With how complex software is, it’s challenging to ensure that there are no bugs. This is simply the way of things that are human-designed and highly complex. To minimize the issue, software development companies include code reviews in their software development life cycle. But even careful expert review can’t catch everything. The very real-time and budgetary limitations exacerbate this. Because of this, bugs make their way to production systems. Some bugs have little or no effect, but others can introduce nasty security vulnerabilities.
A security vulnerability is a class of bugs that affects the system’s security in some way. There is a broad range of possible results, but in the end, all security vulnerabilities are bad for everyone. Unfortunately, finding bugs can be difficult and time-consuming. While developers can only spend a limited amount of time testing for bugs, another group combined spends much more time using the application—the users.
Users of a system, combined, spend a huge amount more time on a system than the developers of that system ever could. They also use a much wider variety of devices. Combined, this makes the perfect environment for finding bugs—many eyes and edge cases.
Putting the Users to Work
The traditional way to use users to resolve bugs is to have some error reporting function that allows users to report a bug they encounter. The developers can use this information to replicate, identify, and remediate the issue. The problem is that there’s a minimal incentive for the user to report any issues. It’s a process that takes time, has potential privacy implications, and generally doesn’t result in any feedback, even if the problem is fixed.
Security vulnerabilities are even worse. A malicious user could choose to use a vulnerability they find actively. Depending on the issue, it may be possible to gain access to something valuable, either on the black market or through ransom or blackmail. Alternatively, it’s possible to sell knowledge of the vulnerability on the black market. Either way, users are not incentivized to report bugs and are disincentivized to report security vulnerabilities.
Turning the Tables
A bug bounty system is a way to turn the tables to encourage reporting security issues actively. The method is simple, rewarding them. The standard method is to pay a monetary bounty and to provide public acknowledgment of the contribution. This directly rewards users for reporting a security vulnerability and encourages them to do the right thing.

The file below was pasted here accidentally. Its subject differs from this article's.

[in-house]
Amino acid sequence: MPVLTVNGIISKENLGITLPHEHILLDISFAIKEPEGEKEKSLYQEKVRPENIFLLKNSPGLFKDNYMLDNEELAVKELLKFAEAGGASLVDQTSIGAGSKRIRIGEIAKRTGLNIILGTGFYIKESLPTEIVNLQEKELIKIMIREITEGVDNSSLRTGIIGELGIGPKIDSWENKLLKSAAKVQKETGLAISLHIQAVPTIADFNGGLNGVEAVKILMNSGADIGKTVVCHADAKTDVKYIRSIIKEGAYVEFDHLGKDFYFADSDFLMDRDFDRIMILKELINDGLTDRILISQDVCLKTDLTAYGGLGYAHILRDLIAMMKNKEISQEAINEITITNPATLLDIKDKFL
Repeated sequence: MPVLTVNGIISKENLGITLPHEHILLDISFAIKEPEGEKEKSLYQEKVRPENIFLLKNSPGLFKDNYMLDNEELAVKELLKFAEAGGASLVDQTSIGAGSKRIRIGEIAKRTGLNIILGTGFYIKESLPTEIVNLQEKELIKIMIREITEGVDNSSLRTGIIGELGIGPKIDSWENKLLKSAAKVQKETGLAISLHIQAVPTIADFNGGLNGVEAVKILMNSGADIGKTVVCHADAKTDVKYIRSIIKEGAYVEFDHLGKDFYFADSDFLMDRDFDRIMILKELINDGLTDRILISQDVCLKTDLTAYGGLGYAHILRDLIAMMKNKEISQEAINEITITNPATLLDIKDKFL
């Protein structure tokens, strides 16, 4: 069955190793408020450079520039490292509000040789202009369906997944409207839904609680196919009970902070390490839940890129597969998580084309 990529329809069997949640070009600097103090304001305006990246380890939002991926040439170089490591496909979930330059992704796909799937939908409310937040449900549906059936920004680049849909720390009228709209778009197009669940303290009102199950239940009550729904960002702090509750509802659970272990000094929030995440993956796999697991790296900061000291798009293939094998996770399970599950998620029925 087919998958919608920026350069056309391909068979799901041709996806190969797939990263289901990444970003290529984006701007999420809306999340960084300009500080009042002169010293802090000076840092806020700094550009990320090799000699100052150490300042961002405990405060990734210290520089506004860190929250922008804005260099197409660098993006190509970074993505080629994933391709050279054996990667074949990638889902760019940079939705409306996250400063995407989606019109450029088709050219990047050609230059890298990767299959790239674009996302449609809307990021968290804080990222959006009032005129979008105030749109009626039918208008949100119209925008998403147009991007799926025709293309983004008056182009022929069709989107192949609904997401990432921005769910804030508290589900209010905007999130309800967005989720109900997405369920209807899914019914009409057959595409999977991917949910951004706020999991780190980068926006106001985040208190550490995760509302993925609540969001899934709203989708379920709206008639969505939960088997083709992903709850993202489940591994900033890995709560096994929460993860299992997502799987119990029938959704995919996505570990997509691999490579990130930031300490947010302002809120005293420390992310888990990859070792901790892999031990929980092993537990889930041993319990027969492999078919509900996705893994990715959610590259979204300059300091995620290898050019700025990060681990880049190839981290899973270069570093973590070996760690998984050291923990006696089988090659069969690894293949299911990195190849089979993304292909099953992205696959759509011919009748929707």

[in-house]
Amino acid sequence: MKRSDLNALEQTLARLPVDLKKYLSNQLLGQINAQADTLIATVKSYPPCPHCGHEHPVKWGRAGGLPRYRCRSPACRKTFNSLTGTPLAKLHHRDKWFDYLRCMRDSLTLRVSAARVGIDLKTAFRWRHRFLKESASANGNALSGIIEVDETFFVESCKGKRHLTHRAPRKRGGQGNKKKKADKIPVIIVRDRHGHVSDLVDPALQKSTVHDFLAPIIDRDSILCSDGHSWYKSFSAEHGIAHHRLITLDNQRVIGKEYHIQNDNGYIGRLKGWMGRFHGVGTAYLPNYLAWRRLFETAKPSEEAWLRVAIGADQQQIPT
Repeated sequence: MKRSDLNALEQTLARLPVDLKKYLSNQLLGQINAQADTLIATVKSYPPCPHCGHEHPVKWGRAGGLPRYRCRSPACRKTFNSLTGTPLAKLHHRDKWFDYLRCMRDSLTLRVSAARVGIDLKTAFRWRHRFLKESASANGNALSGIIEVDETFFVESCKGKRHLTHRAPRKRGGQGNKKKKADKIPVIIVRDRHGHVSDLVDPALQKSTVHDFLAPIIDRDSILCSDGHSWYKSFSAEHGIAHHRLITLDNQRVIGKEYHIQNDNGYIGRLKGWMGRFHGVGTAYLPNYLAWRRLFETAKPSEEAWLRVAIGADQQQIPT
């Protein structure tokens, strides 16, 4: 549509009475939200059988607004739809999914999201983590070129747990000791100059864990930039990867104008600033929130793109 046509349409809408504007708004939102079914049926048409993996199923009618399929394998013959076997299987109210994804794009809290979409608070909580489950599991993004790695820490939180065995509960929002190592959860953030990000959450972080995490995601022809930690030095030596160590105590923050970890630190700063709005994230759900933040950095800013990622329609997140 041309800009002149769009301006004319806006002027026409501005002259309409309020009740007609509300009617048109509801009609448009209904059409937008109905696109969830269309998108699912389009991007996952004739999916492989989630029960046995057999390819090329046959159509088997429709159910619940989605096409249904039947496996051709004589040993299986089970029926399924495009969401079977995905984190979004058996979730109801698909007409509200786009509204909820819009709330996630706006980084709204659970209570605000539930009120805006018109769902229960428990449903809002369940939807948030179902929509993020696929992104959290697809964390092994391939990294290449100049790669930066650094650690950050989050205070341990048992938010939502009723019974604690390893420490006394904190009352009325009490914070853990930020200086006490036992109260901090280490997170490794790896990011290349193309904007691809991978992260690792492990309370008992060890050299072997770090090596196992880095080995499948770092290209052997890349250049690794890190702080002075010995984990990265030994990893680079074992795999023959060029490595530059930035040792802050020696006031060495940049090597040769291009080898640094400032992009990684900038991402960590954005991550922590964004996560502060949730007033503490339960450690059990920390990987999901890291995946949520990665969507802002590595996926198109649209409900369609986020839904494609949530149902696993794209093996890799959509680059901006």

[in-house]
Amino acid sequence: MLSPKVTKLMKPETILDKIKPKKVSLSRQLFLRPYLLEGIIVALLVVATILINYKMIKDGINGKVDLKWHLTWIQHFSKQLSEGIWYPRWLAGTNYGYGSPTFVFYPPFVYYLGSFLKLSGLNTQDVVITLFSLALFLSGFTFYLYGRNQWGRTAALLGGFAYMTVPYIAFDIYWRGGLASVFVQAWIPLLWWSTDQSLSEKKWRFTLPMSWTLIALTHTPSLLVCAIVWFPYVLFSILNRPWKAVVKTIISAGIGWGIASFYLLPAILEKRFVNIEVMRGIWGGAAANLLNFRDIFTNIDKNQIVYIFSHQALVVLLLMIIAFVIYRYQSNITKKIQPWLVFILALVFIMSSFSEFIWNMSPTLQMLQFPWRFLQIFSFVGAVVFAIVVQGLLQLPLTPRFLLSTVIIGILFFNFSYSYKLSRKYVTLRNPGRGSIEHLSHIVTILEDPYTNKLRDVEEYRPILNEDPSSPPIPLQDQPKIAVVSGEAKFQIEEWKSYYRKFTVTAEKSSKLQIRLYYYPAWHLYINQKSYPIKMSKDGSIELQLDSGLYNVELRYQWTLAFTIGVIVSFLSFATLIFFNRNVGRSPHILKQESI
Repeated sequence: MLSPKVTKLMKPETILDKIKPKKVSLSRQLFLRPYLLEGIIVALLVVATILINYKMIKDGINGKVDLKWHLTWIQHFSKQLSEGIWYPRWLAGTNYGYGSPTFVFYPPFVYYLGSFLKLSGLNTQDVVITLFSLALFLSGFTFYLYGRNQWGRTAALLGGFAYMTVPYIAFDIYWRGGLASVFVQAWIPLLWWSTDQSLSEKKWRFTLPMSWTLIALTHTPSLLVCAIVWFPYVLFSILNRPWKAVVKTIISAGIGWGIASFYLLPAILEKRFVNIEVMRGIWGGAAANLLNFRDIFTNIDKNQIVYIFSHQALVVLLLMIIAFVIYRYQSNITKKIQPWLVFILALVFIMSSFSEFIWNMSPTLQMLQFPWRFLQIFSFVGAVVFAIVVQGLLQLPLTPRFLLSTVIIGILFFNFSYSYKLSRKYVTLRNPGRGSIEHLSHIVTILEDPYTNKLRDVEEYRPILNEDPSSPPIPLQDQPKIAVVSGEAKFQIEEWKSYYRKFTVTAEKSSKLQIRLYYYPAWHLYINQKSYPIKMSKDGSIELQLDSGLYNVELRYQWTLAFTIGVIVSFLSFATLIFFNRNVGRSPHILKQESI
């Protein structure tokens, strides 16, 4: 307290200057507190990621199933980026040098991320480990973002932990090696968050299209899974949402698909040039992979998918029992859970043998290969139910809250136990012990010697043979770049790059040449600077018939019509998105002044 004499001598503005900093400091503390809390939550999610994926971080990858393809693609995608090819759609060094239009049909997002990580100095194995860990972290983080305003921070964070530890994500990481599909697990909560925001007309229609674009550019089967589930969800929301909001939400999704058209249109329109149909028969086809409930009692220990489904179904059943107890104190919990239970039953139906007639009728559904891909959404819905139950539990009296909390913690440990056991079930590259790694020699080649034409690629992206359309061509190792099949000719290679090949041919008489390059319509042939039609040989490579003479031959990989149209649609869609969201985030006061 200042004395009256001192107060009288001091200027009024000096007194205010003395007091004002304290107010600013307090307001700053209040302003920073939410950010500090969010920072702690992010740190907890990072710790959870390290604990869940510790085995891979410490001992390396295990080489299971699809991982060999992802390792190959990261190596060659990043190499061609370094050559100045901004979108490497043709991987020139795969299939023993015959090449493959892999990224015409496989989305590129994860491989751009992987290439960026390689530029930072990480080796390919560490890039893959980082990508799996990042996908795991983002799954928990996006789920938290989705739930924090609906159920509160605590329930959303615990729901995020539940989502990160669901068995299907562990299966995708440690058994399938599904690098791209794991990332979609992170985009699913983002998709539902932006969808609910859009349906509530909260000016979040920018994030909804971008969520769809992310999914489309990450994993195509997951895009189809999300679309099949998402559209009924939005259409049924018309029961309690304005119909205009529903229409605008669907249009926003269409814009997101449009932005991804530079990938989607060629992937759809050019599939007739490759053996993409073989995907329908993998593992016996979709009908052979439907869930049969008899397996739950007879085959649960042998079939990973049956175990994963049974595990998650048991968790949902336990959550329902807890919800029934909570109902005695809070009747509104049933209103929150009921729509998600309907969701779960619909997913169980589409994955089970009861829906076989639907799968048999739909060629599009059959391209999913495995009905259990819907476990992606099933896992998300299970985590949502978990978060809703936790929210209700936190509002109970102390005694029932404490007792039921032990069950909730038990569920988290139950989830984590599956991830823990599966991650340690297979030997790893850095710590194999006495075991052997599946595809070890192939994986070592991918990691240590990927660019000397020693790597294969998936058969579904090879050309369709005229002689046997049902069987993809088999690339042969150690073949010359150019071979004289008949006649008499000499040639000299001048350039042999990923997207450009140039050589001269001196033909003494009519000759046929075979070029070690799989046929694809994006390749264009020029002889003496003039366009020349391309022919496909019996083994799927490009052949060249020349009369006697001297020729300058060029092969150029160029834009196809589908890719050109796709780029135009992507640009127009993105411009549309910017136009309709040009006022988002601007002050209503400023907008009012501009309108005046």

Bug bounty systems are typically open to anyone. Any user that identifies a security vulnerability can report it and get paid. There are some caveats, though. To be paid, you generally have to be the first person to report an issue, though there are sometimes rare exceptions in exceptional circumstances. You also have to follow the rules.
The rules of a bug bounty system provide blanket protection from legal action if you stay within them. They’re often detailed but relatively straightforward. Don’t access other people’s data, don’t use vulnerabilities maliciously, and disclose them privately and responsibly. There may also be some things that are considered off-limits.
What Are the Rewards Like?
Realistically, the rewards are based on goodwill. There is also an element of “if this caused a data breach, we’d have to pay a much bigger fine.” Generally, the company pays what is a relatively low amount for it. This can, however, be quite a lot for the reporter. Some bugs may be paid for less than a hundred dollars. In extreme cases, though, some companies have paid a hundred thousand dollars for serious vulnerabilities. Of course, most bounties are much lower than that.
Historically, bug bounties have been much lower and sometimes more of a simple thank you. Sending out a free tee shirt or providing a free lifetime subscription to the service, for example. Big tech companies have boosted the market, though, as has the arrival of bug bounty platforms. Bug bounty platforms are websites that host the bug bounty programs of many clients. They group everything into one place. This makes it much easier for a smaller organization to run a bug bounty system. One of the ways it does this is simply by standardizing the process.
Of course, the reward in a bug bounty is much less than could be achieved by selling the bug on the black market. The concept does trust that, generally, most people want to do the right thing. Or at least they don’t want the risk of breaking the law returning to haunt them.
A bug bounty is a system of paying a reward for finding and responsibly disclosing a security vulnerability. It actively encourages users to test and improve the security of products. It brings many new eyes to the testing process, all at minimal cost to the company. Of course, as someone taking part in a bug bounty system, it’s essential to be careful and to understand the rules.
Hacking is illegal; the bug bounty program permits testing some things but typically includes limitations. If you don’t follow the rules, you may be criminally liable. If you follow the rules, find, and report a bug, you might get a nice payout and increase security for yourself and other users.